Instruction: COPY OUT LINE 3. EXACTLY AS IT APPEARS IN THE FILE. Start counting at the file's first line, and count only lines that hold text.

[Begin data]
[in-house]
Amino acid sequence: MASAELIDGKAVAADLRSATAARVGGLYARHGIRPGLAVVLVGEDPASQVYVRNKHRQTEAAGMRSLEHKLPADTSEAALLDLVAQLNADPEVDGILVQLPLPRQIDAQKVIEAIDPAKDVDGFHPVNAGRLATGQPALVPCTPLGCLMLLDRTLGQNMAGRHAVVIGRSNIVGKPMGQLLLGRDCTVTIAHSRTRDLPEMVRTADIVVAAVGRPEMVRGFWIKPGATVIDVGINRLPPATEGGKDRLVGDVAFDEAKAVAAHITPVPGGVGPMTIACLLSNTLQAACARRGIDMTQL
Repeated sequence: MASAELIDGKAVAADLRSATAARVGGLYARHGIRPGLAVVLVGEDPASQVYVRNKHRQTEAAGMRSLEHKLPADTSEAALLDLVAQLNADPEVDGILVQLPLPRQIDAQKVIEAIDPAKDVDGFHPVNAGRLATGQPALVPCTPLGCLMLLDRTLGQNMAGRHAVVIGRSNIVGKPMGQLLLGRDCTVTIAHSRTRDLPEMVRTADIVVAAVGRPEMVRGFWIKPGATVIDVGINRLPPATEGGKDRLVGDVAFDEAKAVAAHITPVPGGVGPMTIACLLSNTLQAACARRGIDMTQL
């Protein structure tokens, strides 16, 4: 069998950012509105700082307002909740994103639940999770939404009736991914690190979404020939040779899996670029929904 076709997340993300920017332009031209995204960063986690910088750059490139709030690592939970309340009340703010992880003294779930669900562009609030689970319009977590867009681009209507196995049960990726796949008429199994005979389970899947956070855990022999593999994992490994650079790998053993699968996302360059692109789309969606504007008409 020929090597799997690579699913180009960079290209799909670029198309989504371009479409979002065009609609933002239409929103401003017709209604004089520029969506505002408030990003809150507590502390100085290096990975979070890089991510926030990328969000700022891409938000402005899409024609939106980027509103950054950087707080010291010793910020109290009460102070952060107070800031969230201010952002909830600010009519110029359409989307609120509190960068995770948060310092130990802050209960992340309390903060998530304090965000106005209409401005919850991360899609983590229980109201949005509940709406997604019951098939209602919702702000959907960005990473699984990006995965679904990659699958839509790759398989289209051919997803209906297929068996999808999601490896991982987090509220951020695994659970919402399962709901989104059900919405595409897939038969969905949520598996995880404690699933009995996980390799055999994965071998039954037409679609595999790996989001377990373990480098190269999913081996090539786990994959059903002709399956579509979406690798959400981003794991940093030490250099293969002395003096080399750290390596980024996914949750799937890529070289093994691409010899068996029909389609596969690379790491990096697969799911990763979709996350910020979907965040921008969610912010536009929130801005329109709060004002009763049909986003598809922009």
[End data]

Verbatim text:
Repeated sequence: MASAELIDGKAVAADLRSATAARVGGLYARHGIRPGLAVVLVGEDPASQVYVRNKHRQTEAAGMRSLEHKLPADTSEAALLDLVAQLNADPEVDGILVQLPLPRQIDAQKVIEAIDPAKDVDGFHPVNAGRLATGQPALVPCTPLGCLMLLDRTLGQNMAGRHAVVIGRSNIVGKPMGQLLLGRDCTVTIAHSRTRDLPEMVRTADIVVAAVGRPEMVRGFWIKPGATVIDVGINRLPPATEGGKDRLVGDVAFDEAKAVAAHITPVPGGVGPMTIACLLSNTLQAACARRGIDMTQL